The wicket-keeper expects to face an Australia side stung by a 36-run loss to India last weekend — their first defeat of this World Cup following wins over Afghanistan and the West Indies.
“We know Australia will try to come back and with (Steve) Smith and (David) Warner back they are at their best again,” said Sarfaraz.
“We respect all our opponents and are ready for them.”
Australia will hope opener Warner, for all he has already scored two fifties this World Cup, is back to his destructive best at Taunton.
Warner’s 56 off 84 balls against India — of which 48 were dots — helped contribute to a slow run-rate that left Australia with too much to do at the end of their innings.
The left-hander was also involved in the run-out of Australia captain and opening partner Aaron Finch.
But Finch backed Warner, who along with Smith is playing in his first major tournament for Australia since serving a year-long ban for ball-tampering.
“They (India) bowled very well to Warner and he needs some more time. He’s a world-class player and will get us off to a flyer,” said Finch.


Pakistani PM names army chief to new national development council

Updated 18 June 2019
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Pakistani PM names army chief to new national development council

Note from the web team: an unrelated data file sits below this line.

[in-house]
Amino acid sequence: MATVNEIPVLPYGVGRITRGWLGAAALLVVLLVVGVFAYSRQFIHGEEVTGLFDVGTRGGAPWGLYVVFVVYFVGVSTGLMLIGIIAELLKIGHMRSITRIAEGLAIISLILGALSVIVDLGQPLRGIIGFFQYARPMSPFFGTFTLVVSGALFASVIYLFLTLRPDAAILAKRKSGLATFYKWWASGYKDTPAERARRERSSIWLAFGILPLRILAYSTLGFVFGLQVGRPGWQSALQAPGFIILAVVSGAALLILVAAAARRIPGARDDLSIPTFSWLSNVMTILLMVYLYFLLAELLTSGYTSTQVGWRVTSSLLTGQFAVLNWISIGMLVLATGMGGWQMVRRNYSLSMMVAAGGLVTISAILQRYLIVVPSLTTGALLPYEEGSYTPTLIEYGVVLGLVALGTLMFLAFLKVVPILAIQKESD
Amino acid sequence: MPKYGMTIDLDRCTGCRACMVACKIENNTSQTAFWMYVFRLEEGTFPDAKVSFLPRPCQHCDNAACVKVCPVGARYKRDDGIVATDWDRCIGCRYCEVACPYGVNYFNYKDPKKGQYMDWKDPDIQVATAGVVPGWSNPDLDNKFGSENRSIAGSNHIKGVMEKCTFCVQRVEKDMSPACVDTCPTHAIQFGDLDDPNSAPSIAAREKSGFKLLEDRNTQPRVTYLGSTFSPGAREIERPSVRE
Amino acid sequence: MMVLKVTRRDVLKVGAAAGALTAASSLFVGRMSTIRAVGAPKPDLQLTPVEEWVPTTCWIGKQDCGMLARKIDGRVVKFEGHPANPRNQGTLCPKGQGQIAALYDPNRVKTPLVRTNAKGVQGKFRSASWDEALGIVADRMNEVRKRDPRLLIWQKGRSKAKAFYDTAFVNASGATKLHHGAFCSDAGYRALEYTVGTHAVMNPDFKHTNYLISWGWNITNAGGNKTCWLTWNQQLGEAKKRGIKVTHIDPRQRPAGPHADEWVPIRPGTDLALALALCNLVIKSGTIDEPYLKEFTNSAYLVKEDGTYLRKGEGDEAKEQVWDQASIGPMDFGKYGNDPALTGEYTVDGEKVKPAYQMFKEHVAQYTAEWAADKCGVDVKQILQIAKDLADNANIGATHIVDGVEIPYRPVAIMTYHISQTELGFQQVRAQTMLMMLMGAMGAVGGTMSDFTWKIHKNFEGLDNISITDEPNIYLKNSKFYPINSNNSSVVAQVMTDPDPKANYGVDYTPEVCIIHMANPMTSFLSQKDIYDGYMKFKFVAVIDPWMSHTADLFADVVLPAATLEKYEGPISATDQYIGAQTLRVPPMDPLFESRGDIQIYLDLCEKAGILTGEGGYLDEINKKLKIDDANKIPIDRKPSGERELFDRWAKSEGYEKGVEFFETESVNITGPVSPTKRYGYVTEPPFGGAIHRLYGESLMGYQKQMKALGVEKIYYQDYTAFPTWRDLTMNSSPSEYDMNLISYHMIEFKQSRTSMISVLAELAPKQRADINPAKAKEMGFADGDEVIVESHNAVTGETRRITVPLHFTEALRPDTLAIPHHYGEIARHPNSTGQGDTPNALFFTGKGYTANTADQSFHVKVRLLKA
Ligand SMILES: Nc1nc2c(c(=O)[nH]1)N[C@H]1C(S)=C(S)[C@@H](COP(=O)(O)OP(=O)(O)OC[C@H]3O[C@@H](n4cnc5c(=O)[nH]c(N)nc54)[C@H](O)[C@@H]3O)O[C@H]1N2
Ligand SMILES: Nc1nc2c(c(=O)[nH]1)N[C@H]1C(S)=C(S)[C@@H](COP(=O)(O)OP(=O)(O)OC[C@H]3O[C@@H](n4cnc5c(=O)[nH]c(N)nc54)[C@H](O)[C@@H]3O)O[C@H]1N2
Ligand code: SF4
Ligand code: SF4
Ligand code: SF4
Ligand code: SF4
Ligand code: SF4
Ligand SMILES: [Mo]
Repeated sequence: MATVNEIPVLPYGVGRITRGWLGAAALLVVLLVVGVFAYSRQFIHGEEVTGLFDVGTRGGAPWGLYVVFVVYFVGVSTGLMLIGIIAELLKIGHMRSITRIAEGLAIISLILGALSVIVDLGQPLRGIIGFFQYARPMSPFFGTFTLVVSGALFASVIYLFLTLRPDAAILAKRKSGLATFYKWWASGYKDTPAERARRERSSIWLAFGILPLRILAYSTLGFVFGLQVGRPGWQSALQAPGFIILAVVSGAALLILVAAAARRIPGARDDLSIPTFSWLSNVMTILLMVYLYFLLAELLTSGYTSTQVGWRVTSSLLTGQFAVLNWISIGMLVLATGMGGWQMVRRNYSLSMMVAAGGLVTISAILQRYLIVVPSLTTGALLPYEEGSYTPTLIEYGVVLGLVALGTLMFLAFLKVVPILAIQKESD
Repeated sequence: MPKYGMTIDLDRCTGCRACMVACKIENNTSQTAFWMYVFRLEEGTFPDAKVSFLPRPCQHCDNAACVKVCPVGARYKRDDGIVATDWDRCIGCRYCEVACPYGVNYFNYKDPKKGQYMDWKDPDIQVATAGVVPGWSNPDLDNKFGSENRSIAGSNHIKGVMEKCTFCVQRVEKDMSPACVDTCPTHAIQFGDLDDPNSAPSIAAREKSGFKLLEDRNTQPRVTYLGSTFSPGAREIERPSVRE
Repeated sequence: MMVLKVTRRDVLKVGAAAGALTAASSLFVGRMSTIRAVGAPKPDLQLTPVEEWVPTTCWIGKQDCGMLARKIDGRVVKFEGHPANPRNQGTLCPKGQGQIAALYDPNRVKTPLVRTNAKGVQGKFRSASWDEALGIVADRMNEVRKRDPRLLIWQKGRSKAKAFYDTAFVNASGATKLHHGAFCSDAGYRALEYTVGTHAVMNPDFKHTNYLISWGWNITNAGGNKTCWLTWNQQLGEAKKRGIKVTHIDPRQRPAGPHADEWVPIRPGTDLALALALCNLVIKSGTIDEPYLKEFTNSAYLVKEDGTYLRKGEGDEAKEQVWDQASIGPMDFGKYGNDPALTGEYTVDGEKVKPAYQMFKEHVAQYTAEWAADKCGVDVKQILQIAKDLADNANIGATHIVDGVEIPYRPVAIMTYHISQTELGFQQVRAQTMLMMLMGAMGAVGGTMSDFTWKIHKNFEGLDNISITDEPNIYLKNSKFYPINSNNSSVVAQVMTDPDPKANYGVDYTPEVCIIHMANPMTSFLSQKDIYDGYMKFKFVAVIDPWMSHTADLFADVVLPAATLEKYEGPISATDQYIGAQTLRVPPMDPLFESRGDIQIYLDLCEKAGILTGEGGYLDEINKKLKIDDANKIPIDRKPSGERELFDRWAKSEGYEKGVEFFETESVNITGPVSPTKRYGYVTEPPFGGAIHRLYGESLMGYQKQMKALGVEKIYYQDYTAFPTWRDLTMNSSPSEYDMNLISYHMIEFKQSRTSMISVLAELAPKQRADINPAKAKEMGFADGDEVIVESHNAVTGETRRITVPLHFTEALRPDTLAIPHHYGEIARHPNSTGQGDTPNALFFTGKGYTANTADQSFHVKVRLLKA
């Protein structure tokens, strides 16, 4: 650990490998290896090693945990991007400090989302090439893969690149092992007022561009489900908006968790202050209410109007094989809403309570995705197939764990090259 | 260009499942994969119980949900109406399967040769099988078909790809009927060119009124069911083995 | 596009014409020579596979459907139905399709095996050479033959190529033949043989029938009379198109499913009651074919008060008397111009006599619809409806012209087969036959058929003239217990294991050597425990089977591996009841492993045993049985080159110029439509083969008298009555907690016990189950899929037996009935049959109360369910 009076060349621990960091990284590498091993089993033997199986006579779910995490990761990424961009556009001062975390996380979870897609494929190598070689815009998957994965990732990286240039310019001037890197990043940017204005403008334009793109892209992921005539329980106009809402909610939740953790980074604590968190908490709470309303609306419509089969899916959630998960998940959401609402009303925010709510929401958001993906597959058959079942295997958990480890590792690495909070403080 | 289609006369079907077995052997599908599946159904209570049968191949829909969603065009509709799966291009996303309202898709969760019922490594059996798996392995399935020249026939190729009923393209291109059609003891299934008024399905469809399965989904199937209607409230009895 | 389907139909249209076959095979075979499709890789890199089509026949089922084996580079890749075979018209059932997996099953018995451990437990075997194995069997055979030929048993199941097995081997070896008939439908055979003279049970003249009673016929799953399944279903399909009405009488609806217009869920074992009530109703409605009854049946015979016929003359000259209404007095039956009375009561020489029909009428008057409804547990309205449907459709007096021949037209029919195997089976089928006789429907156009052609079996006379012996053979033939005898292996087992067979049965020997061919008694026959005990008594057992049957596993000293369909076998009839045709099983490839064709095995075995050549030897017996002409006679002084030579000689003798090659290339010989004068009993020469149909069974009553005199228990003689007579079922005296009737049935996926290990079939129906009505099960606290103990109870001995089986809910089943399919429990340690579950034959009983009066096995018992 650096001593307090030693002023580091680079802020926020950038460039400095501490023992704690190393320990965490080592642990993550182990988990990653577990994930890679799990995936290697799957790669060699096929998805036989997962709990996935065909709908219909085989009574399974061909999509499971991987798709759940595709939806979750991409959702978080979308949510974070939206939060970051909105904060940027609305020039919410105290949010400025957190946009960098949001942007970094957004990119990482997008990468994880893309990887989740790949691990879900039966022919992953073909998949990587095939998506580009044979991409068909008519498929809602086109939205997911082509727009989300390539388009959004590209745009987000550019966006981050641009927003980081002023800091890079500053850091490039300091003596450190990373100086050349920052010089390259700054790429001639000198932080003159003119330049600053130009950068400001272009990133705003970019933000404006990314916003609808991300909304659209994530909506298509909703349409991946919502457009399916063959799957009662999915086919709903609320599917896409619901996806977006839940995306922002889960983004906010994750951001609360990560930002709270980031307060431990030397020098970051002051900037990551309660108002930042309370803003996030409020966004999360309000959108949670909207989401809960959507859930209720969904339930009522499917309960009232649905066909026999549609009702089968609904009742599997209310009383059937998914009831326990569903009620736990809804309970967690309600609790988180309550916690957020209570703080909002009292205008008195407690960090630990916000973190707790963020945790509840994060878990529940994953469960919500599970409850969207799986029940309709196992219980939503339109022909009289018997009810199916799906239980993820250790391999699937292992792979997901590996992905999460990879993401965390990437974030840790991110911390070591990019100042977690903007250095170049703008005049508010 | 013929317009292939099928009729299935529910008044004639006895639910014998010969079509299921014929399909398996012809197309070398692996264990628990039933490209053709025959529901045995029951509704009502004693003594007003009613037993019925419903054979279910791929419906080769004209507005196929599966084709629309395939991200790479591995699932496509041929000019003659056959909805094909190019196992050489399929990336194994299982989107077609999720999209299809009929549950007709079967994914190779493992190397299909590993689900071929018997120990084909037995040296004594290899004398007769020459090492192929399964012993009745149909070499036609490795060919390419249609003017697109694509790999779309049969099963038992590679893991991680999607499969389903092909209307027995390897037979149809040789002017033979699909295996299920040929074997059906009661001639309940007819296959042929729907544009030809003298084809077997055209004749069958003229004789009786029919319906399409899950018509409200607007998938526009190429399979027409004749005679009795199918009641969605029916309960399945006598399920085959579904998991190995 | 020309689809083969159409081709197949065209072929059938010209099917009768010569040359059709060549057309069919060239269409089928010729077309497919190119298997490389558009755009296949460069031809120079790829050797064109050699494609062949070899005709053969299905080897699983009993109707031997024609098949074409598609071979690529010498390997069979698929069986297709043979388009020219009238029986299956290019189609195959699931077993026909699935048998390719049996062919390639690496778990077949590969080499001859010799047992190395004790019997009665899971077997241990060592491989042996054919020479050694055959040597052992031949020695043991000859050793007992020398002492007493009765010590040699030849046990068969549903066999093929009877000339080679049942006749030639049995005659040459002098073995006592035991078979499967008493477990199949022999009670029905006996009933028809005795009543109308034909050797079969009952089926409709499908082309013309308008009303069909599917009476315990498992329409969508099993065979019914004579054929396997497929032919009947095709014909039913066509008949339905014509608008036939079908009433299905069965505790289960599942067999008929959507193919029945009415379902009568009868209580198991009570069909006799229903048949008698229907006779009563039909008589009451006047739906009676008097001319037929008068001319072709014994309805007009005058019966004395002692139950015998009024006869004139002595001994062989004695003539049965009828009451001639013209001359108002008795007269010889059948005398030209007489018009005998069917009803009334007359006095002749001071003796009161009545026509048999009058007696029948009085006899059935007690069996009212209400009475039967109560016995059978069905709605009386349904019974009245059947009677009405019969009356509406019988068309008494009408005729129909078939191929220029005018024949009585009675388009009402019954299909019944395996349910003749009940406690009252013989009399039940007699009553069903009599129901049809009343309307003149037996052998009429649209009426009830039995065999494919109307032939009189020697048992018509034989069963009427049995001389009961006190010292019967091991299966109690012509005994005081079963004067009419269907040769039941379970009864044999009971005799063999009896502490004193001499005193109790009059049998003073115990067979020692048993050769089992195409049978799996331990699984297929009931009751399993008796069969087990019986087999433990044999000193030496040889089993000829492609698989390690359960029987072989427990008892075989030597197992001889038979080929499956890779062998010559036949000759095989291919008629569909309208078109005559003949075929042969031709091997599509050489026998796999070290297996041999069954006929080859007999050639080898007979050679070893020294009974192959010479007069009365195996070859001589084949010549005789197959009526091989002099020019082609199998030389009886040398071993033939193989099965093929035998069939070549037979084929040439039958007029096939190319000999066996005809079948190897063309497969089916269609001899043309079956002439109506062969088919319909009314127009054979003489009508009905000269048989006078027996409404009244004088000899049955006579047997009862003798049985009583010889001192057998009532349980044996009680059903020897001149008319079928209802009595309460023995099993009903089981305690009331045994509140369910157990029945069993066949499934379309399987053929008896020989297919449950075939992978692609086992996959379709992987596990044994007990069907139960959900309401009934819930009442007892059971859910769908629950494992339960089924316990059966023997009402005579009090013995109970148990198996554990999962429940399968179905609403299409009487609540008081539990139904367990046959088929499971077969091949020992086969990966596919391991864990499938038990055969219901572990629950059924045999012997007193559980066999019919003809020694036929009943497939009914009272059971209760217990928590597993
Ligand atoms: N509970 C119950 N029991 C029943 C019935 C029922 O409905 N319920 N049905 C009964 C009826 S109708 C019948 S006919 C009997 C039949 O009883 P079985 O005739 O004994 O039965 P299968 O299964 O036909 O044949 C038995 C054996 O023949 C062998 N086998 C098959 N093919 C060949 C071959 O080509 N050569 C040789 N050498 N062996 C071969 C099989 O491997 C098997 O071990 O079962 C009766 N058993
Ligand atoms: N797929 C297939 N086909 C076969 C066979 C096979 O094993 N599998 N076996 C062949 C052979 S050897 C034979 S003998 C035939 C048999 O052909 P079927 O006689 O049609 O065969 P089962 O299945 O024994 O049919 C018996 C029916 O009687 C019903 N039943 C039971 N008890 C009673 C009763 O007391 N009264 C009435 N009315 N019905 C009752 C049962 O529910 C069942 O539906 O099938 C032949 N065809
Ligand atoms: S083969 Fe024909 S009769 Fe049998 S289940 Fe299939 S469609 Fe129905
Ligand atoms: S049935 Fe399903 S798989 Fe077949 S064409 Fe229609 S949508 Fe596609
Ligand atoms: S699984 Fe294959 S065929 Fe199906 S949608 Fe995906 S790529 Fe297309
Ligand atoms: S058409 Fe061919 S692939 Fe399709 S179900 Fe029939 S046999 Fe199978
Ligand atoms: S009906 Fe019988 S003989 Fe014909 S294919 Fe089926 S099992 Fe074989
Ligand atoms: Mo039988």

• New body will formulate policies, approve long-term planning, provide guidelines for regional cooperation
  • The formal inclusion of the army chief in a development policy-making body is an unprecedented move

ISLAMABAD: Pakistani Prime Minister Imran Khan has approved the establishment of a new high-powered government body, the National Development Council (NDC), of which the country’s all-powerful army chief will be a member, a federal government notification issued on Tuesday said.
The memo said Khan would chair the eleven-member council comprising federal ministers, provincial chief ministers and federal secretaries. Army chief General Qamar Javed Bajwa’s formal inclusion in the body is unprecedented even by Pakistani standards, a country in which the military has ruled for almost half its history.
The council includes the Federal Minister for Foreign Affairs, Federal Minister for Finance/Adviser to the Prime Minister on Finance, Federal Minister for Planning, Development & Reform, Federal Minister for Commerce/Adviser to the Prime Minister on Commerce, Industries & Production and Investment, Secretary to the Prime Minister, Secretary Foreign Affairs Division, Secretary, Finance Division, Secretary, Planning, Development & Reforms Division and the four provincial chief ministers.
The Azad Jammu and Kashmir Prime Minister, and the chief minister of Gilgit-Baltistan will be also be members of the body on invitation. The additional secretary of the Prime Minister’s Office will be the secretary of the council.
Defining the terms of reference (ToRs) of the council, the notification said it would set “policies and strategies for development, formulate and trailer policies to achieve accelerate economic growth, approve long term planning for national and regional connectivity and provide guidelines for regional cooperation.”